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Portrayal Of Jane Osborne In Vanity Fair

680 words - 3 pages

The Redundant Woman

Thackeray’s portrayal of Jane Osborne in Vanity Fair is very troubling to the reader of the twentieth century. Grown to be a woman who is stuck under her tyrannical father’s roof, her life appears to be very confining and menial. Her sister snubs her, her nephew mocks her behind her back, her father mocks her to her face, and her main role in life seems to be as her father’s housekeeper. However, Thackeray’s portrayal would have had a very different effect on the Victorian reader. While all of these things which affronted us would have been equally awful to them, Thackeray uses another key phrase which has lost its effect on our modern minds: "that unfortunate and now middle-aged young lady" (448). Jane Osborne’s future has progressed from being uncertain, waiting somewhat impatiently for a suitor’s attentions, to a dreadful certainty; she is quickly becoming what the Victorians referred to as a “redundant woman.”

Destiny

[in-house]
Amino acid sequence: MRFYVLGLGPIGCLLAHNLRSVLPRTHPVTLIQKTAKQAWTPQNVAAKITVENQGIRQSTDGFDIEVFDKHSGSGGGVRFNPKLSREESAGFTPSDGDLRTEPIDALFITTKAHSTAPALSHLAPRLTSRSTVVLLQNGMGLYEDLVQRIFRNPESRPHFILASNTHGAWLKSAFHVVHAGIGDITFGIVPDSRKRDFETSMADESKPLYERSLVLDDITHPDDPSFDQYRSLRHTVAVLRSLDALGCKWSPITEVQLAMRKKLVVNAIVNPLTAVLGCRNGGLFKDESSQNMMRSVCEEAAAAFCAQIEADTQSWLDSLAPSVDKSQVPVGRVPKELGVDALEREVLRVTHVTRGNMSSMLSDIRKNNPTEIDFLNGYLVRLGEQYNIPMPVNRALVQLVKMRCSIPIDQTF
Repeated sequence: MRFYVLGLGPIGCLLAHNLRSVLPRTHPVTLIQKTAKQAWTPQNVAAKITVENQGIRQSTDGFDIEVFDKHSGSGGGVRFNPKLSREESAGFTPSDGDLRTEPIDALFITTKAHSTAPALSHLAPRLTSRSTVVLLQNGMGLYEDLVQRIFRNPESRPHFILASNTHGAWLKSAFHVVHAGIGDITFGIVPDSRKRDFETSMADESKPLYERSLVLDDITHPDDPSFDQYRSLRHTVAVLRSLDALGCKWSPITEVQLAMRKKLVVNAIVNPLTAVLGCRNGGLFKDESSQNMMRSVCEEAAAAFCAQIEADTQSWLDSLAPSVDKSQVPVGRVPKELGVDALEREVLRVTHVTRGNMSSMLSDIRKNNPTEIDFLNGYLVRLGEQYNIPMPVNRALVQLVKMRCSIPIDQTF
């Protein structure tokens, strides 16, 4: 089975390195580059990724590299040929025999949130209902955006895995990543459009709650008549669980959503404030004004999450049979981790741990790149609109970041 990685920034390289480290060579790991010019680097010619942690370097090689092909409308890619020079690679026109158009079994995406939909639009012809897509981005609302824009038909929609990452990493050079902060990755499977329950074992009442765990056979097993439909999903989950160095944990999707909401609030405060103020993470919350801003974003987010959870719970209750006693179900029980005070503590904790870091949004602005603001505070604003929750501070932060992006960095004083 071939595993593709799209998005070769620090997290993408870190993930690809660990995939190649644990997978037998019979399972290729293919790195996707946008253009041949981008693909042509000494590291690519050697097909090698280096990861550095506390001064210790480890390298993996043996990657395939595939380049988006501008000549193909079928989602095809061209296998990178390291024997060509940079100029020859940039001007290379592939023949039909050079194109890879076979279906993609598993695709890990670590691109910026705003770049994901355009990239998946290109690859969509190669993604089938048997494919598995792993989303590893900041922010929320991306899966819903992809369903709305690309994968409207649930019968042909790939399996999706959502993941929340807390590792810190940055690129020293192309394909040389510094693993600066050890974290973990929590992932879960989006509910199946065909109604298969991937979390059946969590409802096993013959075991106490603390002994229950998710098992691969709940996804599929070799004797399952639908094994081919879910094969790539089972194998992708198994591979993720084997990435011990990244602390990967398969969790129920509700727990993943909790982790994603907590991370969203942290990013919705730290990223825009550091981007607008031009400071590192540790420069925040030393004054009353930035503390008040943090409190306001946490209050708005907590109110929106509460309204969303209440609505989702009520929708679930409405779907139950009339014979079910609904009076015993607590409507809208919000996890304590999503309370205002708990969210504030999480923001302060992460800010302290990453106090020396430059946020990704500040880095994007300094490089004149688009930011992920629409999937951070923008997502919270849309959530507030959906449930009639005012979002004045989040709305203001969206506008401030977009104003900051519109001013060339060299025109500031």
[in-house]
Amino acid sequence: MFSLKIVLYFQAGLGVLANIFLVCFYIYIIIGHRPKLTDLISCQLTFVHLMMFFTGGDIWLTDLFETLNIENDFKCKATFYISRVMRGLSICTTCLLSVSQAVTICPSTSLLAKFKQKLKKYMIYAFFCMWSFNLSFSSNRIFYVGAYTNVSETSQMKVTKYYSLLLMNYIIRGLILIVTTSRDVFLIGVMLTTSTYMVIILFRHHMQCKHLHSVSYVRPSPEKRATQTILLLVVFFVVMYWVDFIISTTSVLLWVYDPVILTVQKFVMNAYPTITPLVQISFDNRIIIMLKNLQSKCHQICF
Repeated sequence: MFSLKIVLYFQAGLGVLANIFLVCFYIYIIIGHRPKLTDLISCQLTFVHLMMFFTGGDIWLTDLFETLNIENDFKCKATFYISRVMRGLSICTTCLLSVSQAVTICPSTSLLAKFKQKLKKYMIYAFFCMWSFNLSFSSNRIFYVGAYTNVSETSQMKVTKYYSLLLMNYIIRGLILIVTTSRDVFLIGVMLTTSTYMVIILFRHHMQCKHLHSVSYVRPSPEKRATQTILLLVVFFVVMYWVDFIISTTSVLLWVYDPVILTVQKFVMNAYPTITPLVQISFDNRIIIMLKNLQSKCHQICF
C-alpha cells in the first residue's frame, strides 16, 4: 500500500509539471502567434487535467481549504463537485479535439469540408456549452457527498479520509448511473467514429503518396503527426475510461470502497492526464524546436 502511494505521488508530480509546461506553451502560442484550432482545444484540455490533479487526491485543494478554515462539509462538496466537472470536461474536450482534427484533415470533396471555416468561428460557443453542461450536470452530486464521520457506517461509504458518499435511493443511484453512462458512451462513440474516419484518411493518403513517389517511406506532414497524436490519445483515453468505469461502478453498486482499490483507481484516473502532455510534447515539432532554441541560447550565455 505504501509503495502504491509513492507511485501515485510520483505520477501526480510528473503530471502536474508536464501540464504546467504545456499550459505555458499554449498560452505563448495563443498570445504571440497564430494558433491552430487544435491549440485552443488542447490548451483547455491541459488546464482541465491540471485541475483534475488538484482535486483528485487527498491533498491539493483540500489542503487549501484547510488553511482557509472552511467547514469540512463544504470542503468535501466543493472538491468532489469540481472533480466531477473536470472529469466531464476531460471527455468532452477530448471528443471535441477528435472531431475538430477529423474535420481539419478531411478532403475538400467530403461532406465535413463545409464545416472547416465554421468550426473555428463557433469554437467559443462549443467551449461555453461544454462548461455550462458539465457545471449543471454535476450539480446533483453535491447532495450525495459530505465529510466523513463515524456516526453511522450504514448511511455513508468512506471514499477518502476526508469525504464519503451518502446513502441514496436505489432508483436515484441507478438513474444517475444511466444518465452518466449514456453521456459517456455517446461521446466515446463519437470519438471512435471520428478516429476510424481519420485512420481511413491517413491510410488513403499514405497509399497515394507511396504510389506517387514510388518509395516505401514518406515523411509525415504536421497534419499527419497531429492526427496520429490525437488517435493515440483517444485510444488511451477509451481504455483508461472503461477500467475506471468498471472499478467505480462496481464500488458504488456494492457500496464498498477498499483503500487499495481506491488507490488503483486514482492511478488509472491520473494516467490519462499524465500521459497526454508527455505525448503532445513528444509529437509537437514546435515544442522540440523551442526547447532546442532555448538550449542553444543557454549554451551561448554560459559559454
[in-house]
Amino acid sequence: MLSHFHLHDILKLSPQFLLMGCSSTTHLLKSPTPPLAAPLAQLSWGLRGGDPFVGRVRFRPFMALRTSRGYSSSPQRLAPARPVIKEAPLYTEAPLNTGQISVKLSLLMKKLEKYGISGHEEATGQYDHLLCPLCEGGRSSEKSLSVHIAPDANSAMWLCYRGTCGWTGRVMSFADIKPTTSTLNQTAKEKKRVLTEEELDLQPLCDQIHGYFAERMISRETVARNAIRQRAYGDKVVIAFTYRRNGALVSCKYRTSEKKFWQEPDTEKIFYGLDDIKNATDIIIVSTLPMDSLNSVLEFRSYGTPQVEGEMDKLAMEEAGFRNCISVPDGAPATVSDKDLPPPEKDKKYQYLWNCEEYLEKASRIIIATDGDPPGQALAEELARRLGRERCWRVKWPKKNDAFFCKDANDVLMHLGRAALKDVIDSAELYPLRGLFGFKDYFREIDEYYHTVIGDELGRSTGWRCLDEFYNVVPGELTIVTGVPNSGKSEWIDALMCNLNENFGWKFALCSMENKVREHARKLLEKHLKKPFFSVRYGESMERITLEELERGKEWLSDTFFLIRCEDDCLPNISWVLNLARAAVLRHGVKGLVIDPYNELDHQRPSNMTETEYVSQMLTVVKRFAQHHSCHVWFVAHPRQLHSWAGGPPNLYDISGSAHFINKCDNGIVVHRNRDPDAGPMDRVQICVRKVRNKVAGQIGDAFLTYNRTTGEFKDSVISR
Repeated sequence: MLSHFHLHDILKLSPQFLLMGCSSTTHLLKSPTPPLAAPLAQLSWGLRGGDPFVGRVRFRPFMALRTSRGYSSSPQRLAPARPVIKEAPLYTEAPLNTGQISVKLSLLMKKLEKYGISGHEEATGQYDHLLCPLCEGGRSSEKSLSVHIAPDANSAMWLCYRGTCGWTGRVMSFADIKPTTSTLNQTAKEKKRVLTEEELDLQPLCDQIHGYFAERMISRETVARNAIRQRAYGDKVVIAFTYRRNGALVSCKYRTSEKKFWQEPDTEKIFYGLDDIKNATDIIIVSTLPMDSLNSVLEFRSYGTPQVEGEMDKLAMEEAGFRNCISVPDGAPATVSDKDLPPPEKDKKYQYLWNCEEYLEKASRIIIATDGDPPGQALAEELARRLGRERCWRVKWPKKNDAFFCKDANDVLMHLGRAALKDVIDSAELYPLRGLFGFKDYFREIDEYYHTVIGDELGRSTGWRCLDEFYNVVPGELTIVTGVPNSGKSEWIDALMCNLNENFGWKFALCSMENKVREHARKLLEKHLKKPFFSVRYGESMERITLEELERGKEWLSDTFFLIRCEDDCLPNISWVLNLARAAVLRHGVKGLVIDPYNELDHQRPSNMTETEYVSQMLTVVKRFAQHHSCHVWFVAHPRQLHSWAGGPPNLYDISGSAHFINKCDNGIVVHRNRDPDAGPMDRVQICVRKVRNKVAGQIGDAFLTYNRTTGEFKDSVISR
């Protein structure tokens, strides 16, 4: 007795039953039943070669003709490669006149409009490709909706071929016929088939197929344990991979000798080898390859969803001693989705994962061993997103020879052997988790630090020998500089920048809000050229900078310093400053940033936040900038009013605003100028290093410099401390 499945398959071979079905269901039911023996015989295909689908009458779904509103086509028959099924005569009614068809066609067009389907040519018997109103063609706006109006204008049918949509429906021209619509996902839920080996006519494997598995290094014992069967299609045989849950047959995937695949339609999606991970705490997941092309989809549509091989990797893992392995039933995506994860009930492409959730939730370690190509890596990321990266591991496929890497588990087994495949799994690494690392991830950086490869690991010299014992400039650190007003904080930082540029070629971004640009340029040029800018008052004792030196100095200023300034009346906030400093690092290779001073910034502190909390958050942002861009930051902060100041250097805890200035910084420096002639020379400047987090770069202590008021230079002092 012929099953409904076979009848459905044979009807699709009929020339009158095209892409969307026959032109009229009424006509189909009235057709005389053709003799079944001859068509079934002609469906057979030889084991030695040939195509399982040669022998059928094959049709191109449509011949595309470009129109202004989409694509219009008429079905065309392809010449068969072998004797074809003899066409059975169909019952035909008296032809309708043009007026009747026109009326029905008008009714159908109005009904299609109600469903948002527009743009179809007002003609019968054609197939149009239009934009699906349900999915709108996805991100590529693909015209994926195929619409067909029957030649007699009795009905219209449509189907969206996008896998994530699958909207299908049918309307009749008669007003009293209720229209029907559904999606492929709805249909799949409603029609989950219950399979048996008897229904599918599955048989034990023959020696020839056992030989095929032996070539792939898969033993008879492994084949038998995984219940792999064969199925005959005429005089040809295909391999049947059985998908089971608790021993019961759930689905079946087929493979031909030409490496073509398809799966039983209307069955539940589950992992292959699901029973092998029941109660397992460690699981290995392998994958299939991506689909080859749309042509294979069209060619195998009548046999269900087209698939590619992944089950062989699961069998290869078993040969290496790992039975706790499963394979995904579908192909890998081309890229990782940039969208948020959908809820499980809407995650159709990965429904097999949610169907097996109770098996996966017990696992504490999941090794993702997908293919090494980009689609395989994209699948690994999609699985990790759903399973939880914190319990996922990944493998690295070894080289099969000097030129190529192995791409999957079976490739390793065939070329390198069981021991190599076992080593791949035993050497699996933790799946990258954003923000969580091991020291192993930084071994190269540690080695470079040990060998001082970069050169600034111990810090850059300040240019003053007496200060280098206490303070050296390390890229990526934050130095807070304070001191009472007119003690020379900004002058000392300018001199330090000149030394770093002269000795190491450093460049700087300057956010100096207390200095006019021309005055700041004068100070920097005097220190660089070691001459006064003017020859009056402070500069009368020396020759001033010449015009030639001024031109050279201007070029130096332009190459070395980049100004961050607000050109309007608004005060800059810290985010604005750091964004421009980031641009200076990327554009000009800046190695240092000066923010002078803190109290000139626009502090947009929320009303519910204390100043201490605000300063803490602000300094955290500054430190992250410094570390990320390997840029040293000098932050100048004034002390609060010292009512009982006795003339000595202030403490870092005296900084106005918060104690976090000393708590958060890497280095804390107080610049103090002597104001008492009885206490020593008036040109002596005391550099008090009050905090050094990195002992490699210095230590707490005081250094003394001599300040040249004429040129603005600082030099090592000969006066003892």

A Victorian woman was bred up with the honored ideals of someday being “wives, daughters, and guardians of the home” (Parkinson). A model young woman was designed as a bargaining tool; her person, characteristics, skills, and, for those who were fortunate, dowry were key chips to be laid in a game of houses which defined the noblest aspirations of Victorian society. The very “spheres of influence” written about by so many authors of the time, both male and female, dictated that “what the woman is to be within her fates, as the centre of order, the balm of distress, and the mirror of beauty: that she is also to be without her fates, where order is more difficult, distress more imminent, loveliness more rare” (Ruskin). However, being bred for marriage produces a number of problems; hundreds of women in England were simply not asked for in marriage; thousands more chose not to be exposed (or their fathers chose for them) to the ravages of an abusive husband, or sacrificial terms; furthermore, many women were widowed, or estranged, and refused to let themselves love (in a world where such things happen…) again (Greg). Michael Anderson has estimated from a sample of the 1851 census that some 1.8 million adult women, 8.9...

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